The interactive zoom/pan “trick” (I’m at a loss for what to call it) that is used in both works is subtle, and adds to the wonder and sense of mystery of the original folk tale. It’s a style that is clearly Maaloul’s own, and I hope he continues to produce more of these little gems soon.

Day 4 abstract event

Artist: rio_p

Today’s post features the 4th installment in a fun, abstract advent collection by rio_p, available as an NFT on Tezos. rio_p is an artist/facilitator who works with mixed media, and whose Twitter profile says that they are “dipping my toe in the NFT waters…” I love seeing these new works each day — they are bright, colorful and totally abstract, almost dreamlike at times. Also, they are based on something relatively new to me: Art Pedagogy, which is defined as follows from their website:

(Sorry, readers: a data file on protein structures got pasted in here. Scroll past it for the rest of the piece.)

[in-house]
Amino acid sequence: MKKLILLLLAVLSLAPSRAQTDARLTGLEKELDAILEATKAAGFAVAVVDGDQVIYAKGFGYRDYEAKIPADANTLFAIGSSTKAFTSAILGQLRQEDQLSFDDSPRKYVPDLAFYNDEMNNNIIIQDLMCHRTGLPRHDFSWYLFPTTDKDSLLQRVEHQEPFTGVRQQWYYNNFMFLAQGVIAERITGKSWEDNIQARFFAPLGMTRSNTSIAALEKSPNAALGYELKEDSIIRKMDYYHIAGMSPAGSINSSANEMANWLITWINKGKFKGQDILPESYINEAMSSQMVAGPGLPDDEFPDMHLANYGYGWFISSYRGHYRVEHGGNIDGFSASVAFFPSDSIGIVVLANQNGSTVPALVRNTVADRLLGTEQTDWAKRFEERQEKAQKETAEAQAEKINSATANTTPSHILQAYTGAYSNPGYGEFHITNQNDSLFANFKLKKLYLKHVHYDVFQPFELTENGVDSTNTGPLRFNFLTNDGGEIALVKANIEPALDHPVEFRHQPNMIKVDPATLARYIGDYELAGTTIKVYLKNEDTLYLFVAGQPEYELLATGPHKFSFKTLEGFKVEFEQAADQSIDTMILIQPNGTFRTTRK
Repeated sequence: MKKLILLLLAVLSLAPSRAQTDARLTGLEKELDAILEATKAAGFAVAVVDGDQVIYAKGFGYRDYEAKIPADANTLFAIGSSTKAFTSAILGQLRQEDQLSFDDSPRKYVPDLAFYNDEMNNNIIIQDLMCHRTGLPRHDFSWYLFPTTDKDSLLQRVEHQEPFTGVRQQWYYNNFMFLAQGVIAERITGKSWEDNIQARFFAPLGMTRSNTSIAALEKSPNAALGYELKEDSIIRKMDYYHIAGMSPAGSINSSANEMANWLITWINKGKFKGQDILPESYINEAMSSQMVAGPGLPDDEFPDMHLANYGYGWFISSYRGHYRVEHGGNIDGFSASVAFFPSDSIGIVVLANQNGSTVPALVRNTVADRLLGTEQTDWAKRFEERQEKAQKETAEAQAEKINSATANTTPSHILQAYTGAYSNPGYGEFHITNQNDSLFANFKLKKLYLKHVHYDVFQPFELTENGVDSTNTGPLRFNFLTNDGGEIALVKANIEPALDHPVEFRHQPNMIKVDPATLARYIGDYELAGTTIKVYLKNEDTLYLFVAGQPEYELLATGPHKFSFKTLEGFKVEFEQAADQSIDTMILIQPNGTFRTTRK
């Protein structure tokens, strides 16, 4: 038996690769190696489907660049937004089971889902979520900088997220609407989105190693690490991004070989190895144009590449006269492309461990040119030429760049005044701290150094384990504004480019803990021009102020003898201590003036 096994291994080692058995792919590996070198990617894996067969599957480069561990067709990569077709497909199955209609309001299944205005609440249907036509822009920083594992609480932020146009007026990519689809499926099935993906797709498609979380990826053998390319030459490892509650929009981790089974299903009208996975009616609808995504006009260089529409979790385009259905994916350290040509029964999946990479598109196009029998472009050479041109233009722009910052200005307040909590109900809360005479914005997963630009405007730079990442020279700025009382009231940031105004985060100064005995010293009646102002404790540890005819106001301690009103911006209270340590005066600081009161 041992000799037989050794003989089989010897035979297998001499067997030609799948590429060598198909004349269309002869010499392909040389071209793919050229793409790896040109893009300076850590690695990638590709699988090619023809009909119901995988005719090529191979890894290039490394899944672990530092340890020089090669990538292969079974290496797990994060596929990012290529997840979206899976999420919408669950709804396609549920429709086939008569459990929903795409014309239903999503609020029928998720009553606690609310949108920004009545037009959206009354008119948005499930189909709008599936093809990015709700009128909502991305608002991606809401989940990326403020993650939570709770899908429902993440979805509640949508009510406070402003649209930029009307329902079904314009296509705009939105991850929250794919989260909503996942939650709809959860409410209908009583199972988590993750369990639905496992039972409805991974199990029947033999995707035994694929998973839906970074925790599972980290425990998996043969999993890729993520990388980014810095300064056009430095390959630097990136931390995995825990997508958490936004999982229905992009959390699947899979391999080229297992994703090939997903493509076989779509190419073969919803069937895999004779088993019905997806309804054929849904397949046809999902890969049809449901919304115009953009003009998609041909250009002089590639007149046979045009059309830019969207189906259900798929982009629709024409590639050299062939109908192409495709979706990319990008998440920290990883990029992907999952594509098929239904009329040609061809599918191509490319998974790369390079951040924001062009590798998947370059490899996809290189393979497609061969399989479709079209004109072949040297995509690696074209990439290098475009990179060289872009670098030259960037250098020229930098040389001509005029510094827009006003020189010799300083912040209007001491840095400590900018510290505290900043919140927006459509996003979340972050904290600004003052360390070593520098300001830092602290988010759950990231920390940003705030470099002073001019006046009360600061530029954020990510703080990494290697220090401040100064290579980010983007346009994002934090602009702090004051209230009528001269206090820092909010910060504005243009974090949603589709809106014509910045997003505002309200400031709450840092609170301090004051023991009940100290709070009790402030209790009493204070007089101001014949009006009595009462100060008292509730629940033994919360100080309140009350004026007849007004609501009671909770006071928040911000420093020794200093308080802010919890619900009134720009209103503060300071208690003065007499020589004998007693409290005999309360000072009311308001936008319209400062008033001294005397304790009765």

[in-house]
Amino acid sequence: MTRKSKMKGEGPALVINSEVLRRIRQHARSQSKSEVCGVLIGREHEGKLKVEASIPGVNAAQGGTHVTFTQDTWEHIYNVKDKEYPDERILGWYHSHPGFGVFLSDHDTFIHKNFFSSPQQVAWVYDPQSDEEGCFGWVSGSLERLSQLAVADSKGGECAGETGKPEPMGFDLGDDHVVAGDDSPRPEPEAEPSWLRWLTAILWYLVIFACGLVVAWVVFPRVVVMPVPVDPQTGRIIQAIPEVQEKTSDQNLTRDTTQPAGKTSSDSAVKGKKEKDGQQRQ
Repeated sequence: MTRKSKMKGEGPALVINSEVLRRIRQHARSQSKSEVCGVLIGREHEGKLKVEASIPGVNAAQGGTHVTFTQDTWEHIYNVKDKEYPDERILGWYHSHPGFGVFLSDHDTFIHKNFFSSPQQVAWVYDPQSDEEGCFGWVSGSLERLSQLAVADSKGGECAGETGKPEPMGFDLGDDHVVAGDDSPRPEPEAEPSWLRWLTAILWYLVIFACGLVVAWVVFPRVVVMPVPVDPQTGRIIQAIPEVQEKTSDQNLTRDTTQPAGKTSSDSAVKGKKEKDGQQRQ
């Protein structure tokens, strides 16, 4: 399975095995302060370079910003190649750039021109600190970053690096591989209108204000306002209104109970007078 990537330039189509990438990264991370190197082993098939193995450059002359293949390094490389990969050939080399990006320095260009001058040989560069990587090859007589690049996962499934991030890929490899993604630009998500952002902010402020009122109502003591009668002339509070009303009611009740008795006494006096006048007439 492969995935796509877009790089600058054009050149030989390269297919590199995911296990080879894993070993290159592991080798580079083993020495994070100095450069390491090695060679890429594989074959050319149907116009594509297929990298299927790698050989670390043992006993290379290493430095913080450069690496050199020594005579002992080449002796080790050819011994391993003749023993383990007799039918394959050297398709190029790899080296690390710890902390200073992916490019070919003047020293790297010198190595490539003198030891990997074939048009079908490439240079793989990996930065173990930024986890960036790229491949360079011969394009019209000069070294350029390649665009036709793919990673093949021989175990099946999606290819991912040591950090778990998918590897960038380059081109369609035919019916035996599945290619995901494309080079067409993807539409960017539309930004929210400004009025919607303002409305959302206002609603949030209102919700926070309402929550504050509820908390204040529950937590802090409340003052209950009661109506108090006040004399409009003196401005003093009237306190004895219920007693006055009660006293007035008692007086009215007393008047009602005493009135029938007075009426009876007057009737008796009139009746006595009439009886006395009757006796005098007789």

ArtPedagogy aims to promote reflective, authentic art and design teaching and learning, delivered with a spirit of ‘serious mischief’. 

Looks like I have a bunch of more research to do on this, but it seems like a very cool concept to learn, and maybe pass on to my daughter. Each NFT has been extremely inexpensive at around ten cents $USD. I missed out on the first couple of drops, but intend to get one of each remaining day. Here is day ten, released today:

Above: Day 10 abstract event

There are plenty of rio_p’s works available via Objkt.com here and be sure to keep an eye out for each new one in this series, dropping daily till the 25th. Enjoy!

Psychedelic chicken à la mode

Artist: Iskra Velitchkova